Weiss subsequently quoted Nussbaum in an Oct. 9, 1995 New York Observer column, in which Weiss blamed the Wall Street Journal for Foster's death. That story proved to be Weiss's ticket to the in crowd. He later wrote in the New York Observer of Nov. 22, 1999:

I became a White House friend. I didn't realize it fully until later, but I was in. One Clinton friend called me to ask if he could put my Foster article on a pro-Clinton website. I was flattered, and naοve. I didn't understand that the war had already begun, and that on the Web the Clintonites were losing.


In the fall of 1996, the New York Times Magazine asked Philip Weiss to write a story on "Clinton haters," eventually published on Feb. 23, 1997. Weiss' assignment was to interview Clinton conspiracy theorists and portray them as nutcases.


On the night of Aug. 23, 1987, two teenage boys, Kevin Ives and Don Henry, said they were going deer hunting. At 4:25 a.m., the crew of the northbound Union Pacific train saw the boys lying side by side on the track. The train could not stop in time.


Bit by bit, the real story began to leak out. The place where the boys died was known to local law enforcement as a drop zone for drug smugglers. Low-flying airplanes regularly dumped their contraband there for pickup. The boys had likely shown up at the wrong place at the wrong time. They had seen too much. Arkansas State Trooper L.D. Brown was ordered off the case in 1988. "I was told it had something to do with Mena and I was to get off it," Brown later explained.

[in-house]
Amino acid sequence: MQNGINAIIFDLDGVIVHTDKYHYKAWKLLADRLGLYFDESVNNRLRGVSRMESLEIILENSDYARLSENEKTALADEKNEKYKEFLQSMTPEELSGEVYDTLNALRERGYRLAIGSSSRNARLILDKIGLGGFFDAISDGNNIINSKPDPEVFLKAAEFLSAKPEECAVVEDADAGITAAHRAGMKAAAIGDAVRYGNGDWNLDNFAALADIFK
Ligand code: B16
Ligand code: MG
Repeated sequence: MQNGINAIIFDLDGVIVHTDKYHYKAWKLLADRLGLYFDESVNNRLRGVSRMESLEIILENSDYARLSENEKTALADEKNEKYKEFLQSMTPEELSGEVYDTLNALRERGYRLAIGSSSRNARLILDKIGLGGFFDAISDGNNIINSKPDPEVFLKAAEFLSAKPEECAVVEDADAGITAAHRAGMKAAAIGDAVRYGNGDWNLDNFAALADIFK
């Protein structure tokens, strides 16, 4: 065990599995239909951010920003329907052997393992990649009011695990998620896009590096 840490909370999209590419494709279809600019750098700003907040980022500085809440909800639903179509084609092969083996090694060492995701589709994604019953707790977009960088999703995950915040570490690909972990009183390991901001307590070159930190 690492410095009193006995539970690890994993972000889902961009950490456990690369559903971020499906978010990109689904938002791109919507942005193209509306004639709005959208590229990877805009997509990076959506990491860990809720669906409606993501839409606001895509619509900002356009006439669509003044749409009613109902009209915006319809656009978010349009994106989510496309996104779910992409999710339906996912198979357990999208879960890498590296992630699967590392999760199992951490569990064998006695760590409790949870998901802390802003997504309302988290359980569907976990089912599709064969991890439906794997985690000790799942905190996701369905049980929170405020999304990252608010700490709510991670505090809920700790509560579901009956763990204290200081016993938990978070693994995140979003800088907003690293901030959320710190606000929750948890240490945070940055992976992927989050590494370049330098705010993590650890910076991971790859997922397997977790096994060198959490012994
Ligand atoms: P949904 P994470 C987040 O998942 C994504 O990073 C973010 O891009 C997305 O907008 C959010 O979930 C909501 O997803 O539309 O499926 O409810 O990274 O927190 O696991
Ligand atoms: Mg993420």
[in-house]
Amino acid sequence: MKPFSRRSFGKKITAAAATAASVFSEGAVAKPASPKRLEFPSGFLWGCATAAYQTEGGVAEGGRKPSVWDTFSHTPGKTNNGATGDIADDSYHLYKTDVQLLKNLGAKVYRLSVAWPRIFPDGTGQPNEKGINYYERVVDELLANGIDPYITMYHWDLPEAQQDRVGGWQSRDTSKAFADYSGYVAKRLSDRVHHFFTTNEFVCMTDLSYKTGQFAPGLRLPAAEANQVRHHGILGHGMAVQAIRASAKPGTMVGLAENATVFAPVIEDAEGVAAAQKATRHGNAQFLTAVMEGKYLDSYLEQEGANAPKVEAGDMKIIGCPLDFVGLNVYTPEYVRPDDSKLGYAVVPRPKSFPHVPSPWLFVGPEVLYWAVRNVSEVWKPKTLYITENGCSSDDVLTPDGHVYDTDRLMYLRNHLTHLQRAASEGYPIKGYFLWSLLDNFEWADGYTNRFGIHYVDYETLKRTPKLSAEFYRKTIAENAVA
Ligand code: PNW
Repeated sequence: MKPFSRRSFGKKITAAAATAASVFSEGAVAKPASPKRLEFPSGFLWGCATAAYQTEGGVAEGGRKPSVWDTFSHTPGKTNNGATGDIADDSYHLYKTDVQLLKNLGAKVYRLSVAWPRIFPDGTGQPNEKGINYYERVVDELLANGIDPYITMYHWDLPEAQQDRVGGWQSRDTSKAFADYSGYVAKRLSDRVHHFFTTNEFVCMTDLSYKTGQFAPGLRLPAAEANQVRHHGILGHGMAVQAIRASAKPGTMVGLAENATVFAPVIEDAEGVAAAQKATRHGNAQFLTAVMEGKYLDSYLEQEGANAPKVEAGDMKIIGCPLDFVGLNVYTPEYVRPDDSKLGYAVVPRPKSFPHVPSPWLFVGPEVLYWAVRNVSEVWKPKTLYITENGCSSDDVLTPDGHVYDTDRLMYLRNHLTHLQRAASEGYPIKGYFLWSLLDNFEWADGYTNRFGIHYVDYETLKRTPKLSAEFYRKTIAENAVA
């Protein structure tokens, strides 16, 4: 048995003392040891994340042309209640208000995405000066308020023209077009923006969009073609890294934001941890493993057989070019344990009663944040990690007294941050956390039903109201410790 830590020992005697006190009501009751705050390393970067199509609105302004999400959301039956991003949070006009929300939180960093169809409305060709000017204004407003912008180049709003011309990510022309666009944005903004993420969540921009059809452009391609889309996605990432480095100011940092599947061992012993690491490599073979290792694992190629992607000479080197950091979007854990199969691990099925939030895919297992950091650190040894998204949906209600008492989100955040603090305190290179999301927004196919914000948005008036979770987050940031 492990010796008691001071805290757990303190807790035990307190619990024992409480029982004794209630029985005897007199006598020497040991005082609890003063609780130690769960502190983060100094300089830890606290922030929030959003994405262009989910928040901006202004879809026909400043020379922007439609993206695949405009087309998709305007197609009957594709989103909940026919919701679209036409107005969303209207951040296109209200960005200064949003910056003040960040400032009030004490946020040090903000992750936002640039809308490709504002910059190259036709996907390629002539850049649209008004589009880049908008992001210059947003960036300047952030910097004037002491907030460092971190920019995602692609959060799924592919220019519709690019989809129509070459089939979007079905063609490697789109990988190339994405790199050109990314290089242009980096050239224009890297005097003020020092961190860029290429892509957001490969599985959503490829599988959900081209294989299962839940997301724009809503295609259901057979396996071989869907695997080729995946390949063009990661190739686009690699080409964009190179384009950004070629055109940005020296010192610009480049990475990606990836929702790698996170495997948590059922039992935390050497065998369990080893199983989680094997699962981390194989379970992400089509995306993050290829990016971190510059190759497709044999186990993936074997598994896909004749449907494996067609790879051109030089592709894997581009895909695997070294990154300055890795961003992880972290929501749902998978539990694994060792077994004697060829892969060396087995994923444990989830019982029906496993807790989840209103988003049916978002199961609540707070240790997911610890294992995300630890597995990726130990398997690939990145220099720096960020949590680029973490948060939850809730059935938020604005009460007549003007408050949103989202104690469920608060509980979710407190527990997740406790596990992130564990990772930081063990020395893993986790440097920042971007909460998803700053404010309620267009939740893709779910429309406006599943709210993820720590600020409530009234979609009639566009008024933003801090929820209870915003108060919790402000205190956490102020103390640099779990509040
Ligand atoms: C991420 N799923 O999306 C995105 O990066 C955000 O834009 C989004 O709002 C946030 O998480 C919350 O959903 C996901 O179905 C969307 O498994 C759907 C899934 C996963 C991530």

Bill Clinton played a suspicious role in the cover-up. As governor, Clinton shielded his medical examiner, Fahmy Malak, who remained in office until 1992. As president, Clinton hamstrung the Train Deaths investigation for good.

As recounted earlier in this series, Clinton ordered the resignation of all 93 U.S. attorneys and replaced them with Clinton loyalists – something no other U.S. president had ever done. He then fired FBI director William Sessions on July 19, 1993, an act equally unprecedented in U.S. history. Finally, Clinton appointed former campaign worker and long-time crony Paula Casey as U.S. attorney for the Eastern District of Arkansas. He pulled the FBI off the Train Deaths case and turned it over to Casey. The probe fizzled out. Kevin's mother, Linda Ives, has been seeking justice ever since.

Of his meeting with Mrs. Ives, Weiss later admitted that the three or four hours he spent with her changed his life. He writes:

The boys' murders had been blatantly covered up as an accident by Gov. Clinton's medical examiner, and when at last the state was forced to rule them homicides, they had never truly been investigated. The drug dealers were obviously politically connected. The story was nauseating and left me troubled about the White House counsel's office. Here was a woman as wronged as an Argentinian mother, still seeking justice, and the White House had lumped her in with the lunatic fringe.

When I left Linda's house, late at night … I promised her I wouldn't sell her out. … I didn't realize it yet, but I was already becoming a Clinton-hater.